The Hochelaga Archipelago, also known as the Montreal Islands, is a cluster of islands at the confluence of the Ottawa and St. Lawrence rivers in southwestern Quebec. It is estimated that the archipelago comprises about 300 islands and islets, of which the Island of Montreal is the largest. Like the Island of Montreal, the other three largest islands — Île Jésus (most of the City of Laval), Île Bizard and Île Perrot — are inhabited, while most of the smallest ones are not. Several of the islands that comprise the archipelago are protected by the Nature Conservancy of Canada. Though not originally part of the island chain, Île-Notre-Dame is a man-made island within the archipelago, and today is home to Montreal’s Parc Jean-Drapeau.
Roughly 11,500 years ago, the only islands in the area now known as Greater Montreal were the tops of the Monteregian Hills. With elevations ranging from 130 m to 1,100 m, these dwarf mountains, such as Montreal’s Mount Royal, Mont Rougemont, Mont Saint-Hilaire or the Oka Hills, were relatively isolated within the receding Champlain Sea. About 8,000 years ago, the two largest islands of the archipelago, the Island of Montreal and Île Jésus (often thought of locally as “Laval”), began to take their modern forms. The number of islands that compose the archipelago has changed over time as water levels from the last ice age receded.
Indigenous habitation of the area is generally thought to extend back at least 5,000 years. Human remains, as well as evidence of Indigenous communities — in particular those of the St. Lawrence Iroquoians — have been found in various locations across the archipelago, including The Island of Montreal. Indeed, the word “Hochelaga” is a French corruption of an Indigenous word. It was originally thought to refer to the village visited by Jacques Cartier in 1535. Hochelaga is either a corruption of the Iroquoian words osekare, meaning “beaver path” or osheaga, meaning “big rapids.” The latter is possibly a reference to the Lachine Rapids which impeded Cartier’s voyage farther upriver.
The islands that constitute the archipelago stretch from where the Ottawa River meets the Lake of Two Mountains to the collection of islands around Île Ste-Thérèse off the eastern tip of the Island of Montreal. The St. Lawrence River runs down from this point along the eastern edge of the Island of Montreal and passes over several narrows and rapids before pooling in Lac St-Louis. From there it continues towards the Thousand Islands and the Great Lakes beyond. Lac St-Louis and the Lake of Two Mountains are the two lakes in which the waters of the Ottawa and St. Lawrence Rivers meet. The Island of Montreal and Île Jésus are separated from each other by the Rivière des Prairies, while Île Jésus is separated from the mainland of Quebec by the Rivière des Milles Îles (“the river of a thousand islands”). Both of these smaller rivers contain many of the smallest islands of the Hochelaga Archipelago.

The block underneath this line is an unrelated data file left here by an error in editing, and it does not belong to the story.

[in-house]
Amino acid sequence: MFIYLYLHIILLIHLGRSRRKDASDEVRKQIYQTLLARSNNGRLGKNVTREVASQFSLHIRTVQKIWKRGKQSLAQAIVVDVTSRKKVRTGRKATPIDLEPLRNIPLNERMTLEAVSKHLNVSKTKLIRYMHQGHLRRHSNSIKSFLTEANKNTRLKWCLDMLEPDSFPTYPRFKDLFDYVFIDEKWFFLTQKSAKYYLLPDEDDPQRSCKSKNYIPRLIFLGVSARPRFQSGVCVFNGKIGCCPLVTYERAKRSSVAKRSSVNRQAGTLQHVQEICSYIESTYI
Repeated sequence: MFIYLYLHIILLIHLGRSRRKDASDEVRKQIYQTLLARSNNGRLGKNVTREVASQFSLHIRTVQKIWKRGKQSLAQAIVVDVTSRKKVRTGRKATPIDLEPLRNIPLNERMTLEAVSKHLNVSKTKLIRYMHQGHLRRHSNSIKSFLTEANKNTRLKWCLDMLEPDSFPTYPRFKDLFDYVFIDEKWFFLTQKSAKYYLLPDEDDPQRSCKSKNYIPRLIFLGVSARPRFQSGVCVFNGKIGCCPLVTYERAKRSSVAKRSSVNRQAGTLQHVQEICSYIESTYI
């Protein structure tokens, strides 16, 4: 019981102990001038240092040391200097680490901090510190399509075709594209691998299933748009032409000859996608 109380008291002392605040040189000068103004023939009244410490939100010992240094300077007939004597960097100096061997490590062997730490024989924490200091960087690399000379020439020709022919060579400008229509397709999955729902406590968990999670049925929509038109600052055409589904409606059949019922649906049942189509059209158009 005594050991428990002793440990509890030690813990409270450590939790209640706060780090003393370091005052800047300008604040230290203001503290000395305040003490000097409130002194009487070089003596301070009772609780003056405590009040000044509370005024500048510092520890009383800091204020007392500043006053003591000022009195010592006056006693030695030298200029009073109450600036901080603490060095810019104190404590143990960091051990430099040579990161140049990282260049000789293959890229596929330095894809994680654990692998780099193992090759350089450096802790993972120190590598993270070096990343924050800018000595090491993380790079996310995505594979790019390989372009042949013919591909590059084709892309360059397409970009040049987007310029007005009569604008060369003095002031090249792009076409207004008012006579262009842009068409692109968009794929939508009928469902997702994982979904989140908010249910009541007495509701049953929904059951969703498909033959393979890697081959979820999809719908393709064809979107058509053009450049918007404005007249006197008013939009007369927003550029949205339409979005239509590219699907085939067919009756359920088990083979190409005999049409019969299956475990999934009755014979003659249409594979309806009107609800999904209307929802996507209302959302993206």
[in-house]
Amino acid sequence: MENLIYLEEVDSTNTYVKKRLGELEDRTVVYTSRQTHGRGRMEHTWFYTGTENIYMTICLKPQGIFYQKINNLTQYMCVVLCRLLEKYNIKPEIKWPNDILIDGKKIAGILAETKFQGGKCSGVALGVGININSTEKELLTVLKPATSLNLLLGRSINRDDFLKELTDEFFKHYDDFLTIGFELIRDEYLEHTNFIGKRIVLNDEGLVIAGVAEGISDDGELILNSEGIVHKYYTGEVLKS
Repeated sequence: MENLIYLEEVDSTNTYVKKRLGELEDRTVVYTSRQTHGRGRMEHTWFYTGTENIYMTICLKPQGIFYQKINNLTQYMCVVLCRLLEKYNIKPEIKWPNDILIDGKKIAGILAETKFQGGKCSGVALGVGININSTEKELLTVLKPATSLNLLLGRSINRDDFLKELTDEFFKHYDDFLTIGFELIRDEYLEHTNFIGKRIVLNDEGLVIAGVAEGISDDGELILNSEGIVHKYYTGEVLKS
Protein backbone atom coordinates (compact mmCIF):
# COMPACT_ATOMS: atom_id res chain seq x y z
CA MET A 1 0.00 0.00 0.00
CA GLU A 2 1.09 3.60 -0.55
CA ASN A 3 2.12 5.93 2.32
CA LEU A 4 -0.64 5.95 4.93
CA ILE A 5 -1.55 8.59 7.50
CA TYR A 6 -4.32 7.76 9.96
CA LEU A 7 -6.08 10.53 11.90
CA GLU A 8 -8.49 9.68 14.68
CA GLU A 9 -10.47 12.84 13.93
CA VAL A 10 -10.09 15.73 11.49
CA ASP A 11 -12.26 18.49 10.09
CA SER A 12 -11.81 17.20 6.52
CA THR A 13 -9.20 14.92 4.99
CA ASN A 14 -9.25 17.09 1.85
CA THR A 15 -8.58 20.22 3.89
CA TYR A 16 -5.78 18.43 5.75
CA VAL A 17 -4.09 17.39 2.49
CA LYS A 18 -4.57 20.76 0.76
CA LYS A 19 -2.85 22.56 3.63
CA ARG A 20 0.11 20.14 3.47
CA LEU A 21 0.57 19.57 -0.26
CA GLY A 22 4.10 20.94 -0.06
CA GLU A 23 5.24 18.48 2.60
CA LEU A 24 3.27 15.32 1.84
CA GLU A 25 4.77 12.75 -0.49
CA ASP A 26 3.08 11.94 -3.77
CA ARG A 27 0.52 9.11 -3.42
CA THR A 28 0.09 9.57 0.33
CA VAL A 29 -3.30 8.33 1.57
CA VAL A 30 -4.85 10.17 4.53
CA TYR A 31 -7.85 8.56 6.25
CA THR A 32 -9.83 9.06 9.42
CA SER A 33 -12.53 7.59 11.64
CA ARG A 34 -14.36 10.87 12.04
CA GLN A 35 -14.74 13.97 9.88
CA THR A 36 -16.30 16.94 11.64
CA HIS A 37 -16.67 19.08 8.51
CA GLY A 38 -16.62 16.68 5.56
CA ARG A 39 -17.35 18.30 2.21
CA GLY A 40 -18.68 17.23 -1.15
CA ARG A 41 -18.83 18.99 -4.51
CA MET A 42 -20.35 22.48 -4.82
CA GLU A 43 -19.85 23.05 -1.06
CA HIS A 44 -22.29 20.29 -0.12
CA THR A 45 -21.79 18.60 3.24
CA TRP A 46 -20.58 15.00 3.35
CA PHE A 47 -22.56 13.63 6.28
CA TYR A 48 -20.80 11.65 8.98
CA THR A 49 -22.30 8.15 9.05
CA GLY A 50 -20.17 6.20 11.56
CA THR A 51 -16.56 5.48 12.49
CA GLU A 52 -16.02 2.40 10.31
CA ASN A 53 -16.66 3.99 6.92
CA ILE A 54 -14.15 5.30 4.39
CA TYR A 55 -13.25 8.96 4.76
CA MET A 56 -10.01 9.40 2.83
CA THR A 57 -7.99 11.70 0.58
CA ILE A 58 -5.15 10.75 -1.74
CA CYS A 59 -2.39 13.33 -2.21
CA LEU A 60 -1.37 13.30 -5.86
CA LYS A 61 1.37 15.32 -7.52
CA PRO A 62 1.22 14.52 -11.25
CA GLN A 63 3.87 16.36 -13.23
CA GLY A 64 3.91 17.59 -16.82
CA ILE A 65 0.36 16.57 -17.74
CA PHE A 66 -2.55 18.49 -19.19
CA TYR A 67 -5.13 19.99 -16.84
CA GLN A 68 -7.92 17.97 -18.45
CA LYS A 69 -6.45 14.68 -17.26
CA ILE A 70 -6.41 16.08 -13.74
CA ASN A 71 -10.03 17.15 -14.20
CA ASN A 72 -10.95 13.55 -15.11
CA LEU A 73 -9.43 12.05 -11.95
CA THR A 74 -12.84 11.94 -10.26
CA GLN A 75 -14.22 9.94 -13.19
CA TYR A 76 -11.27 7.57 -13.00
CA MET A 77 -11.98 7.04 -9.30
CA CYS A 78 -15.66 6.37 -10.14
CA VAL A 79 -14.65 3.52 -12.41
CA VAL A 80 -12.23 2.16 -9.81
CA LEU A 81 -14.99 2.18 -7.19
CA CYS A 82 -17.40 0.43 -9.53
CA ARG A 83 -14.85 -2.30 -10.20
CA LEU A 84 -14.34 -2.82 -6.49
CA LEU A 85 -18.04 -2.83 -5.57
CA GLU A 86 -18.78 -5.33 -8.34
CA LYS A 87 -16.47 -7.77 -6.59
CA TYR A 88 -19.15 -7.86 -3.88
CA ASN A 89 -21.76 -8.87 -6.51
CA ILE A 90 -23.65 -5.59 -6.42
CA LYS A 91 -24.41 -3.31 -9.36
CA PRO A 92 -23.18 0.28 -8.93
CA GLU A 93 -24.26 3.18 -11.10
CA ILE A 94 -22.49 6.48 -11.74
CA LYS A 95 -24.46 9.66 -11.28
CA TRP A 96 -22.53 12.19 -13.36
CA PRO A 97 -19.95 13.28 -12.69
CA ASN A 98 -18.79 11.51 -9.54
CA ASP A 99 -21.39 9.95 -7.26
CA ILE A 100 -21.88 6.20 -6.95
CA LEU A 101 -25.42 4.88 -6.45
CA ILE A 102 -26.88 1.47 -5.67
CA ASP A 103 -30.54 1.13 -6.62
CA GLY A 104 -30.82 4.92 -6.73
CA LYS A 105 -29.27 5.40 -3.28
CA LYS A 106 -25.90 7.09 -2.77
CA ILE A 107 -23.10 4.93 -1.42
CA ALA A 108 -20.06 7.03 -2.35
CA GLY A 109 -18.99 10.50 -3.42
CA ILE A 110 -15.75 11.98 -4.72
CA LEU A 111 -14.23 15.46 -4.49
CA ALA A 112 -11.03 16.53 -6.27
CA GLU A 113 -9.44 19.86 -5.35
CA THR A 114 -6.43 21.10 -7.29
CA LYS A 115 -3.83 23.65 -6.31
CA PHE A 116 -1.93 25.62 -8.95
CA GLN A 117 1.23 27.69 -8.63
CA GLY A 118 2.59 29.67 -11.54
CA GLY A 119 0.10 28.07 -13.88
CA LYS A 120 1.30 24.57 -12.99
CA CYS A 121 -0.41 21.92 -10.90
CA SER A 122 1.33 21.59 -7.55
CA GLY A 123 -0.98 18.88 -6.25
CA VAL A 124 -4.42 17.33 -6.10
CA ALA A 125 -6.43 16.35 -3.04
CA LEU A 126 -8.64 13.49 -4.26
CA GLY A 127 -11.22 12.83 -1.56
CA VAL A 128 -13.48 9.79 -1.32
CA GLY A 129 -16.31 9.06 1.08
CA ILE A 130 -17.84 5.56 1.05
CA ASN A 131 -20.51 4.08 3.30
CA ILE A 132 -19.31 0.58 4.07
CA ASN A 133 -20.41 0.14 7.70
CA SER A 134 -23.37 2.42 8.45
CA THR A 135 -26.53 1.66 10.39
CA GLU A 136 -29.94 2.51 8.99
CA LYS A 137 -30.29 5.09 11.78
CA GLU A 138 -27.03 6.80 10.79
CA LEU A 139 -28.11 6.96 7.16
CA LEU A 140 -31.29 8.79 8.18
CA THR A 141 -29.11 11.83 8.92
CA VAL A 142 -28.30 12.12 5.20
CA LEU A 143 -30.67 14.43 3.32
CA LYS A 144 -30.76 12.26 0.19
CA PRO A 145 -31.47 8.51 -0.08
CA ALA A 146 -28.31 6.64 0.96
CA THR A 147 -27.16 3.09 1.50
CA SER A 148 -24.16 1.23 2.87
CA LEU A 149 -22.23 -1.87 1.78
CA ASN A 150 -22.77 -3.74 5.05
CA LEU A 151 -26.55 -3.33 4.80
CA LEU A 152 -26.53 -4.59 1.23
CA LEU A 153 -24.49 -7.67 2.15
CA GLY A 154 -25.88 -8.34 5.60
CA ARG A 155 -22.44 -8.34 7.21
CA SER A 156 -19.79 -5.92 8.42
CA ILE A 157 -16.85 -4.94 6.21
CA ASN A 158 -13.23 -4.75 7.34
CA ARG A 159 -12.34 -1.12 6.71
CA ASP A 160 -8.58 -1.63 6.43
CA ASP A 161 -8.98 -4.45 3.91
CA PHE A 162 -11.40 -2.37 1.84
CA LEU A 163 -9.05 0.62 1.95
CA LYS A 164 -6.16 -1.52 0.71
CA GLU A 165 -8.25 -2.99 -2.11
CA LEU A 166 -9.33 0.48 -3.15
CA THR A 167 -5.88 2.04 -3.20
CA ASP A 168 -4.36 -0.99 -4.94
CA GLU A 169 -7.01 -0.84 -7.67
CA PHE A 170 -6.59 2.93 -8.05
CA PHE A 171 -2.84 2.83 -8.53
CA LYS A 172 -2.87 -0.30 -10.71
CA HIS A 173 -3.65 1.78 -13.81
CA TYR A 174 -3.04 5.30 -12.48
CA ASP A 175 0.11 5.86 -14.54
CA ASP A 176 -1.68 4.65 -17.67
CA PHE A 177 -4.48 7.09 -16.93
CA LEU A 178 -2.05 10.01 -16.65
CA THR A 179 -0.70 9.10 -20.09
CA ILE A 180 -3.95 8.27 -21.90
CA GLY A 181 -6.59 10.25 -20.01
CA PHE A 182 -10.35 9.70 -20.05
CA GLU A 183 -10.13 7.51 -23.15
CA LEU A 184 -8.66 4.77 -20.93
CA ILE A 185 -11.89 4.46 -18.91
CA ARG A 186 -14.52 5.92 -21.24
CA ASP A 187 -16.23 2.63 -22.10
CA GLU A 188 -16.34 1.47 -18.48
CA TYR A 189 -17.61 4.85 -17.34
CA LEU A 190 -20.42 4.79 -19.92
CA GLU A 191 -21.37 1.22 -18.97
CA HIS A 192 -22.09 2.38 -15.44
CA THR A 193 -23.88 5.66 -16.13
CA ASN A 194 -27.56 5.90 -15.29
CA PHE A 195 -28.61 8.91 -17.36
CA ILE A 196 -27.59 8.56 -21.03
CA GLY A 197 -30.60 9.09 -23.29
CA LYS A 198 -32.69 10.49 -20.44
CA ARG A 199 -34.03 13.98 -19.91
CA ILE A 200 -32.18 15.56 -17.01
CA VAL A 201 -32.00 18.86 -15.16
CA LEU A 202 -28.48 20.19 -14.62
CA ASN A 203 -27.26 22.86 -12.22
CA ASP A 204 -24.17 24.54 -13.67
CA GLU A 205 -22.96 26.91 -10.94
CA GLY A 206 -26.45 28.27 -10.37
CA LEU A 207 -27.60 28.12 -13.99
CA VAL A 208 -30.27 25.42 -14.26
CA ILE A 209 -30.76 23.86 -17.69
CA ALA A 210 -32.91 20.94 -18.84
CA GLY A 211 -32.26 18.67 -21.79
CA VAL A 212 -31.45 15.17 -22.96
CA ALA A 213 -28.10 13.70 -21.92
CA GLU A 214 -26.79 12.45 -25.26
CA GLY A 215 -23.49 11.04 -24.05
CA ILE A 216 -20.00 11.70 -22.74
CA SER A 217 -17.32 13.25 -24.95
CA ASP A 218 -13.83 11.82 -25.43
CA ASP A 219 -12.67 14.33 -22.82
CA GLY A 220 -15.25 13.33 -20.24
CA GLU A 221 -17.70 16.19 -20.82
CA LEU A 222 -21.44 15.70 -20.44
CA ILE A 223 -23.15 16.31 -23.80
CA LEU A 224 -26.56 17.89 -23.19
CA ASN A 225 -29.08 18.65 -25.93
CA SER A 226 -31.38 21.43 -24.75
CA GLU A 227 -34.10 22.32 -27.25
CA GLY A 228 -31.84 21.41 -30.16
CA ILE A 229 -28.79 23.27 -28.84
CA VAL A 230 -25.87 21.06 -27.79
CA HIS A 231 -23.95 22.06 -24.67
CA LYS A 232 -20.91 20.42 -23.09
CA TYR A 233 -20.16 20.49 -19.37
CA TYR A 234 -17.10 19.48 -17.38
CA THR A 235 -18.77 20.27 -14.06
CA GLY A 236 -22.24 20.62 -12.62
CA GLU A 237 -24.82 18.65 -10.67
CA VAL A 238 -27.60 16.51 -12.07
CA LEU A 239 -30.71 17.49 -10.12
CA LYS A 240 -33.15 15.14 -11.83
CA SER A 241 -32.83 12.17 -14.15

The archipelago has two very large islands: The Island of Montreal is about 483 km2 and houses approximately 2 million people, making it the most populous island in Canada. Île Jésus is the second largest island in the archipelago, with an area of 242 km2. Other principle islands include Île Sainte-Thérèse, Île Perot, Île Bizard and Îles de Boucherville, part of which is protected by a Quebec provincial park. Additionally, part of Île Bizard and the Island of Montreal will be protected as part of the City of Montreal’s Great Western Park project. Many of the smaller islands are uninhabited, while others, like Dorval Island and Heron Island, are only inhabited part of the year by cottagers. Most of the larger islands, including the Island of Montreal, Île Jésus, Île Perot and Île Bizard, still have operational farms. Fertile soil made the islands ideal for agriculture and human habitation, beginning with Indigenous peoples and continuing with European settlement.
Did you know?
Some of the islands of the Montreal Archipelago were once inhabited but are no longer. One notable example is Dowker Island, a roughly 1 km2 island across from the community of Baie D’Urfé. This island was given to the governor of Montreal, François-Marie Perrot, by Jean Talon in 1672. Leslie Rose Dowker took ownership of the island in 1897 and lived there until 1945; part of this time, he served as town councillor. His younger brother served as mayor from 1911-1917. It is currently uninhabited and belongs to the community of Île Perot, which prefers to leave it as such. A ruin of Dowker’s famous home, Idlewyld, can be found on the island.
Ecology and Conservation
Because there are so many uninhabited islands in the Hochelaga Archipelago, many of them have become de facto conservation areas, while some islands are more officially protected. The smaller islands of the archipelago provide excellent micro environments for a wide variety of species. Birds in particular find home on the islands of the archipelago — up to 80 different species according to one estimate — including a number of migratory birds. The ecosystems of the islands vary widely, from the densely urbanized environment of Montreal, to the farmland of Île Sainte-Thérèse, and the densely packed forests on Île Bizard and in parts of Montreal’s West Island. Other ecosystems include grasslands, prairies, forests and wetlands. Despite being fairly populated, the islands of the Montreal Archipelago nonetheless support animals as large as white-tailed deer and bald eagles. In addition, coyotes, moose and black bears are occasionally spotted on the Island of Montreal and elsewhere in the archipelago.